It is with much sadness that I learned of the recent passing of one of my favorite and most respected economists, Professor Walter Williams. Walter was a prolific writer, author, educator, and defender of freedom. He died on December 3rd at 84, having taught his final economics class at George Mason University the previous day.
I first met Walter in 1983 at the Regional Meeting of the Mont Pelerin Society in Vancouver, Canada where we had invited him to be a speaker on the program. I was working at the Fraser Institute and was very involved in organizing the event. We were the host organization for the meeting.
My most recent visit with Walter and his daughter Devyn was at the Lynde and Harry Bradley Foundation’s private reception for the 2019 Bradley prizewinners in May at the National Building Museum in Washington, D.C. The three of us had a chance to reminisce and it was a terrific reunion. Devyn, who accompanied her father (his beloved wife Connie died in 2007) is an educator herself and a mother of a young son. She reminded me that as a young girl she had attended the 1983 MPS meeting with her parents and that my assistant Christa Biermeyer had taken such great care of her during the conference so her parents could participate in all of the MPS activities. They both had such fond memories of Christa.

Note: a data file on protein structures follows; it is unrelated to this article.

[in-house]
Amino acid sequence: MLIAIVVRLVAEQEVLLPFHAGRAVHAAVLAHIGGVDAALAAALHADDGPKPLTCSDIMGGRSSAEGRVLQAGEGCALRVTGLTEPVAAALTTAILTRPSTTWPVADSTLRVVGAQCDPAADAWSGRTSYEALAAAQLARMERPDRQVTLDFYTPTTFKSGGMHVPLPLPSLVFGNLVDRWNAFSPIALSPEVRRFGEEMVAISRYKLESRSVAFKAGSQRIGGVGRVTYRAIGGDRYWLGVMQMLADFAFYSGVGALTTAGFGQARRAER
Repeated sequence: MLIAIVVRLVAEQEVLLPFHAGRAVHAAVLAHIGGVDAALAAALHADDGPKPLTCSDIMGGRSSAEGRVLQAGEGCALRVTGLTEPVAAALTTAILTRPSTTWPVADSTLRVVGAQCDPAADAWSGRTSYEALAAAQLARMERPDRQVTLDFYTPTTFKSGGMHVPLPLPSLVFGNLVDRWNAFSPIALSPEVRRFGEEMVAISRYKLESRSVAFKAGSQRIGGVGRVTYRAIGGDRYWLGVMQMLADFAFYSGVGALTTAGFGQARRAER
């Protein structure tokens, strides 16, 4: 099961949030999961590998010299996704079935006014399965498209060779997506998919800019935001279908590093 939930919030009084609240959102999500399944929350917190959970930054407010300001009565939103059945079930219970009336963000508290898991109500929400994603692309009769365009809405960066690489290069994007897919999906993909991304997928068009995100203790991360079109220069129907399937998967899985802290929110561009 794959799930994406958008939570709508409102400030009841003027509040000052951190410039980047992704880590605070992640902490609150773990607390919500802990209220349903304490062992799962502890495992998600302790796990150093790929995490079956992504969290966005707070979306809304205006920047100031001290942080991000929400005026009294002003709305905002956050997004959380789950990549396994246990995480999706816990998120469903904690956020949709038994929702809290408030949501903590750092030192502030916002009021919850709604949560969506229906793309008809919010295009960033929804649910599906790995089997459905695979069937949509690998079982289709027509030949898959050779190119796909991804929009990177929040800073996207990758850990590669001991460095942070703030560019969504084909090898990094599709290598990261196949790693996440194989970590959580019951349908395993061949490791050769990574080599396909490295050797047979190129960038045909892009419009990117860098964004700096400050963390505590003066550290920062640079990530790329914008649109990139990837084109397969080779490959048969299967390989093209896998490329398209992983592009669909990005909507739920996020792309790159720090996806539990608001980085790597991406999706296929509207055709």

Many of the wonderful tributes to this great free market economist have focused on his many academic accomplishments. I thought it would be interesting if I added a few personal anecdotes. He had a tremendous sense of humor. I found it amusing that Walter lived in Devon, PA on Devonshire Street, and named his daughter Devyn.
Walter grew up in poverty in Philadelphia and as a young boy spending money was hard to come by. In order to make some pocket money, Walter told me that he would sit on the pavement at the curb and ask people when they got out of their parked cars for cash. If they did not give it to him, he would, once they were out of sight, let the air of out of their tires! Thanks heavens Walter was both a gifted student and athlete and he was able to move on to a productive career as a free
market economist in the vein of his friends Milton Friedman and Thomas Sowell, who all specialized in letting the air out of liberalism’s tires!
When Milton Friedman, the Nobel laureate in economics, gave an address to over 1,100 guests at Vancouver’s Hyatt Hotel in the early 1980s, I had to check the podium to see if the audience could see Milton over it. He was under five feet and the answer was they could not. Hence, I had the hotel staff bring out a wooden box so that Milton could stand on it to be seen. Walter, on the other hand, was over 6’5” so there was a different problem when he travelled to give speeches—would the bed in his room at the Bayshore Inn where the MPS meeting was being held accommodate a person of his height? The answer was no but the hotel was able to locate a “stretch” bed for his room. He was so grateful.